February 2004 marked the beginning of a 7 1⁄2-month-long renovation of the courtyard at the famous Dakota apartment building in New York City. Originally built in 1884 by Architect Henry Hardenbergh, the legendary edifice is a massive, fortress-like structure with a large center courtyard and over 100 apartment units. Manhattan-based architect, John Wender of Bartolone Wender Architects, was chosen to conduct the restoration of the courtyard. He in turn brought James R. Gainfort AIA Consulting Architects on board for masonry and waterproofing expertise. And when work was completed, stone from New York met the design goals and practical challenges.

According to Catherine Paplin, who managed the project in Gainfort's office, the goal of the project was two-fold. “On the one hand, there was the desire to restore the courtyard to its original spirit, and to whatever extent possible, its original materials and look,” said Paplin. “On the other hand, there was simply the desire to make the courtyard beautiful, with a quality of design, workmanship and materials that befit this landmark. The previous gray traffic-bearing waterproof membrane, while reasonably inconspicuous and inoffensive, certainly did not do justice to this space or to the quality and history of the building.”

The architects chose to renovate the courtyard using Glacier Blue[tm] Devonian stone from Devonian Stone of New York, Inc. in Windsor, NY, because of its quality and high level of structural integrity. “We explored different suppliers in New York and Pennsylvania, but they displayed little interest,” said Paplin. “They didn't have the attitude that they were ready to provide a superior product or attentive, intelligent service. [Robert Bellospirito from Devonian Stone] responded differently; quite the opposite actually. He was very enthusiastic right from the beginning, and he emphasized the quality of the stone and the consistency of color. Then he sent us some samples, which we loved. He completely fulfilled all our expectations.”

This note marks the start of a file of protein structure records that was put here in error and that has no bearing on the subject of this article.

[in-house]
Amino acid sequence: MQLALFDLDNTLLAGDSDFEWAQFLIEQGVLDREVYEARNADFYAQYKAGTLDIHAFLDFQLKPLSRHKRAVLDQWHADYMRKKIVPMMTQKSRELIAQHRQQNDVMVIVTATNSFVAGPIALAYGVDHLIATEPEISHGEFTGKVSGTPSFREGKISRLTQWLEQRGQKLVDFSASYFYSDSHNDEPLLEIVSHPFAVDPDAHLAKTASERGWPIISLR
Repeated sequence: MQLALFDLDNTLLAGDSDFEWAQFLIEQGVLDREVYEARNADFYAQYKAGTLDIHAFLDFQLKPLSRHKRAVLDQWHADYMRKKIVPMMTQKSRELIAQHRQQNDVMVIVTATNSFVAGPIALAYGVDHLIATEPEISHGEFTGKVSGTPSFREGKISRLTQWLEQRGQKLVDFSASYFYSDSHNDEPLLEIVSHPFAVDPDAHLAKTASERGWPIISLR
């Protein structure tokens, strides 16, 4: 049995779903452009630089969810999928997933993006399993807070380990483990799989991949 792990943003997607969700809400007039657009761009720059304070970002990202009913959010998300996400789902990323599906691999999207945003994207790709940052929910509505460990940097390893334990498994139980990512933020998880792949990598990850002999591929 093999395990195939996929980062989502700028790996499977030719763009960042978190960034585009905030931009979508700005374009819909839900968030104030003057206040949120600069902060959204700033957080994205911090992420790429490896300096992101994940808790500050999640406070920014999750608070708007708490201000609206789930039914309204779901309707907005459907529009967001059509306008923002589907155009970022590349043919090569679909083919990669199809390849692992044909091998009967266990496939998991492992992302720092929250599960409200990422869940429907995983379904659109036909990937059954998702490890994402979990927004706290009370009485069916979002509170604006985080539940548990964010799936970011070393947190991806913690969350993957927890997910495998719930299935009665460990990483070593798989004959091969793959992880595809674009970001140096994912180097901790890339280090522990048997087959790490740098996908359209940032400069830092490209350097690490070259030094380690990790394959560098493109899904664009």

According to Wender, they knew they were going to use stone all along. “Bluestone was the material that originally formed the sidewalks surrounding the building,” he said. “It was a natural choice. I walked through the job with the client, and when we faced the building, we could see the existing Bluestone to the left and right. I recommended that the courtyard's sidewalks be finished in stone because that is what the original architect placed at the building's exterior. I felt it was best to carry the stone into the courtyard.”

Three months later, Wender and his firm presented their findings to the Building's Board of Directors. After discovering that the underlying steel structure was beginning to deteriorate, and would require a great deal of replacement and reinforcing, they suggested that the original finish material of concrete should be replaced by stone. “I came to this conclusion for two reasons,” said Wender. “The original architect had used monolithic stones slabs at the exterior. Secondly, replacing the concrete would have required pouring a reinforced finish slab of a thickness that would have been prohibitive given the constraints of the project. Stone paving, sized in proportion to the existing Herculean slabs at the portal of the building, would be both more appropriate to the original architecture and technically accomplishable. “

Devonian Stone of New York, Inc. provided about 4,500 square feet of stone for the project -- including paving stone and curbstones -- all flame-finished at the company's fabrication facility in Windsor, NY. Aside from supplying the stone for the Dakota's courtyard, Bellospirito also worked side-by-side with the contractor on the installation process, devising a method using a vacuum-operated jib crane to install each of the heavy stones, which measure from 3 1⁄2 to 6 feet in size. According to the company, “the stone retains a high level of structural integrity, providing cut tolerances of plus or minus 1⁄8 to 1⁄16 inches to the finished product, allowing it to meet the most demanding architectural specifications.”